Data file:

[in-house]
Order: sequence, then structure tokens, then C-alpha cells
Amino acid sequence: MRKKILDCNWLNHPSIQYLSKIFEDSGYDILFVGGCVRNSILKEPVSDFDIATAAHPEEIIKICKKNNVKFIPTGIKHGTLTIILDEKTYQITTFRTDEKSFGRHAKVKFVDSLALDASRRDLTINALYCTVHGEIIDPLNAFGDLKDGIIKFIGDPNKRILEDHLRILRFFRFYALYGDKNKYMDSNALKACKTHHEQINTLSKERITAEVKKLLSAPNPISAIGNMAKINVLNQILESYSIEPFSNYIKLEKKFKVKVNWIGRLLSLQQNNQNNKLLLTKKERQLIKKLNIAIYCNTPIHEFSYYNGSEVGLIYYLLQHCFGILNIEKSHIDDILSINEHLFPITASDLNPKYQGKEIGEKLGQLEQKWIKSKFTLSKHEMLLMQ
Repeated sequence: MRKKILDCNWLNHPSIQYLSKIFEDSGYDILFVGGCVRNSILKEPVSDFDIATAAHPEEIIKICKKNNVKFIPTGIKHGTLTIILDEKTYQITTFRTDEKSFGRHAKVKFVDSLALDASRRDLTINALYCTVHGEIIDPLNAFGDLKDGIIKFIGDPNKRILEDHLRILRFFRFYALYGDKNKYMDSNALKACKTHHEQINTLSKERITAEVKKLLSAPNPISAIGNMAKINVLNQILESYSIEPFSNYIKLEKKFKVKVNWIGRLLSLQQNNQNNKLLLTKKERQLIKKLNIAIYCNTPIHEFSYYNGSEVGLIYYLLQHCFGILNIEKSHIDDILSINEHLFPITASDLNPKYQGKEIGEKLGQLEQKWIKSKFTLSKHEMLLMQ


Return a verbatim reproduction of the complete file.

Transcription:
[in-house]
Order: sequence, then structure tokens, then C-alpha cells
Amino acid sequence: MRKKILDCNWLNHPSIQYLSKIFEDSGYDILFVGGCVRNSILKEPVSDFDIATAAHPEEIIKICKKNNVKFIPTGIKHGTLTIILDEKTYQITTFRTDEKSFGRHAKVKFVDSLALDASRRDLTINALYCTVHGEIIDPLNAFGDLKDGIIKFIGDPNKRILEDHLRILRFFRFYALYGDKNKYMDSNALKACKTHHEQINTLSKERITAEVKKLLSAPNPISAIGNMAKINVLNQILESYSIEPFSNYIKLEKKFKVKVNWIGRLLSLQQNNQNNKLLLTKKERQLIKKLNIAIYCNTPIHEFSYYNGSEVGLIYYLLQHCFGILNIEKSHIDDILSINEHLFPITASDLNPKYQGKEIGEKLGQLEQKWIKSKFTLSKHEMLLMQ
Repeated sequence: MRKKILDCNWLNHPSIQYLSKIFEDSGYDILFVGGCVRNSILKEPVSDFDIATAAHPEEIIKICKKNNVKFIPTGIKHGTLTIILDEKTYQITTFRTDEKSFGRHAKVKFVDSLALDASRRDLTINALYCTVHGEIIDPLNAFGDLKDGIIKFIGDPNKRILEDHLRILRFFRFYALYGDKNKYMDSNALKACKTHHEQINTLSKERITAEVKKLLSAPNPISAIGNMAKINVLNQILESYSIEPFSNYIKLEKKFKVKVNWIGRLLSLQQNNQNNKLLLTKKERQLIKKLNIAIYCNTPIHEFSYYNGSEVGLIYYLLQHCFGILNIEKSHIDDILSINEHLFPITASDLNPKYQGKEIGEKLGQLEQKWIKSKFTLSKHEMLLMQ